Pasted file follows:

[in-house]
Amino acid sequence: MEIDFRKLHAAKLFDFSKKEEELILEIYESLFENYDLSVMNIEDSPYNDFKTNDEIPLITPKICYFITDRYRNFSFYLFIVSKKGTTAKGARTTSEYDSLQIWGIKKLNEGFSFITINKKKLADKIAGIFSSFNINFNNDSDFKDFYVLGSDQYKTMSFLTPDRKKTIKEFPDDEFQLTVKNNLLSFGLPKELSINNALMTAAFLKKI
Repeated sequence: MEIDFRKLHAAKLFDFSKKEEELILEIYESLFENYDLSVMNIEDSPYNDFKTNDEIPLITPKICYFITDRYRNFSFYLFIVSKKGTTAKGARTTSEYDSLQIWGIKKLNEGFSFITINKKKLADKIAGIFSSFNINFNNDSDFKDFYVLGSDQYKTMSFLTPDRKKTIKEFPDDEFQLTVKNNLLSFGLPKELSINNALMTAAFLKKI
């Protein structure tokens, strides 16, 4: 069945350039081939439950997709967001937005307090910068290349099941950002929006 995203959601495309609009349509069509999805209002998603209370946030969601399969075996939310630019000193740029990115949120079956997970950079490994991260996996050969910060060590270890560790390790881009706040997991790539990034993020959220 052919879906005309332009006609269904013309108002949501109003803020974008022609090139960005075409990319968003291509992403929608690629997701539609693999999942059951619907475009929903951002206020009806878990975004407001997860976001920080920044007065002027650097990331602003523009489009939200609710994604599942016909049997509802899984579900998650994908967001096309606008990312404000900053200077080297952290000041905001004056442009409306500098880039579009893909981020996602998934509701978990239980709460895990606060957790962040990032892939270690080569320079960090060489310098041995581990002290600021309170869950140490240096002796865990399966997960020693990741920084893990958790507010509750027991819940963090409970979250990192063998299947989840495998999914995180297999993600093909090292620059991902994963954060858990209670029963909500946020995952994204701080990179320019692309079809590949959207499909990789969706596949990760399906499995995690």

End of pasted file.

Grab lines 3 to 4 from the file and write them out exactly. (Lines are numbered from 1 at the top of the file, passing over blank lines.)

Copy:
Repeated sequence: MEIDFRKLHAAKLFDFSKKEEELILEIYESLFENYDLSVMNIEDSPYNDFKTNDEIPLITPKICYFITDRYRNFSFYLFIVSKKGTTAKGARTTSEYDSLQIWGIKKLNEGFSFITINKKKLADKIAGIFSSFNINFNNDSDFKDFYVLGSDQYKTMSFLTPDRKKTIKEFPDDEFQLTVKNNLLSFGLPKELSINNALMTAAFLKKI
């Protein structure tokens, strides 16, 4: 069945350039081939439950997709967001937005307090910068290349099941950002929006 995203959601495309609009349509069509999805209002998603209370946030969601399969075996939310630019000193740029990115949120079956997970950079490994991260996996050969910060060590270890560790390790881009706040997991790539990034993020959220 052919879906005309332009006609269904013309108002949501109003803020974008022609090139960005075409990319968003291509992403929608690629997701539609693999999942059951619907475009929903951002206020009806878990975004407001997860976001920080920044007065002027650097990331602003523009489009939200609710994604599942016909049997509802899984579900998650994908967001096309606008990312404000900053200077080297952290000041905001004056442009409306500098880039579009893909981020996602998934509701978990239980709460895990606060957790962040990032892939270690080569320079960090060489310098041995581990002290600021309170869950140490240096002796865990399966997960020693990741920084893990958790507010509750027991819940963090409970979250990192063998299947989840495998999914995180297999993600093909090292620059991902994963954060858990209670029963909500946020995952994204701080990179320019692309079809590949959207499909990789969706596949990760399906499995995690």